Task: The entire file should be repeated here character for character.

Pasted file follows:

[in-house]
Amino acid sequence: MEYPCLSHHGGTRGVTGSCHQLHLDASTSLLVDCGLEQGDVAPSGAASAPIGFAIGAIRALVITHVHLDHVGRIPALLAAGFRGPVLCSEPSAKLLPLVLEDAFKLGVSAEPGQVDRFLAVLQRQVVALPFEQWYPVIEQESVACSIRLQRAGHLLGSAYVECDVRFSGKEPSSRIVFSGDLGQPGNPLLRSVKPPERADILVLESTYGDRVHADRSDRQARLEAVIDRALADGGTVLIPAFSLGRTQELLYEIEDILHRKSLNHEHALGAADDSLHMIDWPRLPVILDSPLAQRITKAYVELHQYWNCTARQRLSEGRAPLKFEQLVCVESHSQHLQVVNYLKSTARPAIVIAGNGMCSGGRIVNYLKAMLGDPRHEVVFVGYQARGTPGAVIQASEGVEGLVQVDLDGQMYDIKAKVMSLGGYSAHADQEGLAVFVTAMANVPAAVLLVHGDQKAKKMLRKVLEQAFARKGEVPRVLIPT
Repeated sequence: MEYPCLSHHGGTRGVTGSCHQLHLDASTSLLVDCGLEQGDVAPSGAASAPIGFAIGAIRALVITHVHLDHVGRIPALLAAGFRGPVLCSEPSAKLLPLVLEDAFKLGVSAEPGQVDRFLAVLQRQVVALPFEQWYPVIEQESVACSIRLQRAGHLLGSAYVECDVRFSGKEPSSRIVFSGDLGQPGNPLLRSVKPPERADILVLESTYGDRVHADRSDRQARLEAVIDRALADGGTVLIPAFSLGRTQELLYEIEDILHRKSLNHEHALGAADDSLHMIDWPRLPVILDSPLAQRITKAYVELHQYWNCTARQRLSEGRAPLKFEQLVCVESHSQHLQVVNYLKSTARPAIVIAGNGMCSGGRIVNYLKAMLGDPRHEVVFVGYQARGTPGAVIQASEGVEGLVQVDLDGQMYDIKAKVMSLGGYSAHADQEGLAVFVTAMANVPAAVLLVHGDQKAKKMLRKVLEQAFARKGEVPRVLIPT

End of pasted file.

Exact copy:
[in-house]
Amino acid sequence: MEYPCLSHHGGTRGVTGSCHQLHLDASTSLLVDCGLEQGDVAPSGAASAPIGFAIGAIRALVITHVHLDHVGRIPALLAAGFRGPVLCSEPSAKLLPLVLEDAFKLGVSAEPGQVDRFLAVLQRQVVALPFEQWYPVIEQESVACSIRLQRAGHLLGSAYVECDVRFSGKEPSSRIVFSGDLGQPGNPLLRSVKPPERADILVLESTYGDRVHADRSDRQARLEAVIDRALADGGTVLIPAFSLGRTQELLYEIEDILHRKSLNHEHALGAADDSLHMIDWPRLPVILDSPLAQRITKAYVELHQYWNCTARQRLSEGRAPLKFEQLVCVESHSQHLQVVNYLKSTARPAIVIAGNGMCSGGRIVNYLKAMLGDPRHEVVFVGYQARGTPGAVIQASEGVEGLVQVDLDGQMYDIKAKVMSLGGYSAHADQEGLAVFVTAMANVPAAVLLVHGDQKAKKMLRKVLEQAFARKGEVPRVLIPT
Repeated sequence: MEYPCLSHHGGTRGVTGSCHQLHLDASTSLLVDCGLEQGDVAPSGAASAPIGFAIGAIRALVITHVHLDHVGRIPALLAAGFRGPVLCSEPSAKLLPLVLEDAFKLGVSAEPGQVDRFLAVLQRQVVALPFEQWYPVIEQESVACSIRLQRAGHLLGSAYVECDVRFSGKEPSSRIVFSGDLGQPGNPLLRSVKPPERADILVLESTYGDRVHADRSDRQARLEAVIDRALADGGTVLIPAFSLGRTQELLYEIEDILHRKSLNHEHALGAADDSLHMIDWPRLPVILDSPLAQRITKAYVELHQYWNCTARQRLSEGRAPLKFEQLVCVESHSQHLQVVNYLKSTARPAIVIAGNGMCSGGRIVNYLKAMLGDPRHEVVFVGYQARGTPGAVIQASEGVEGLVQVDLDGQMYDIKAKVMSLGGYSAHADQEGLAVFVTAMANVPAAVLLVHGDQKAKKMLRKVLEQAFARKGEVPRVLIPT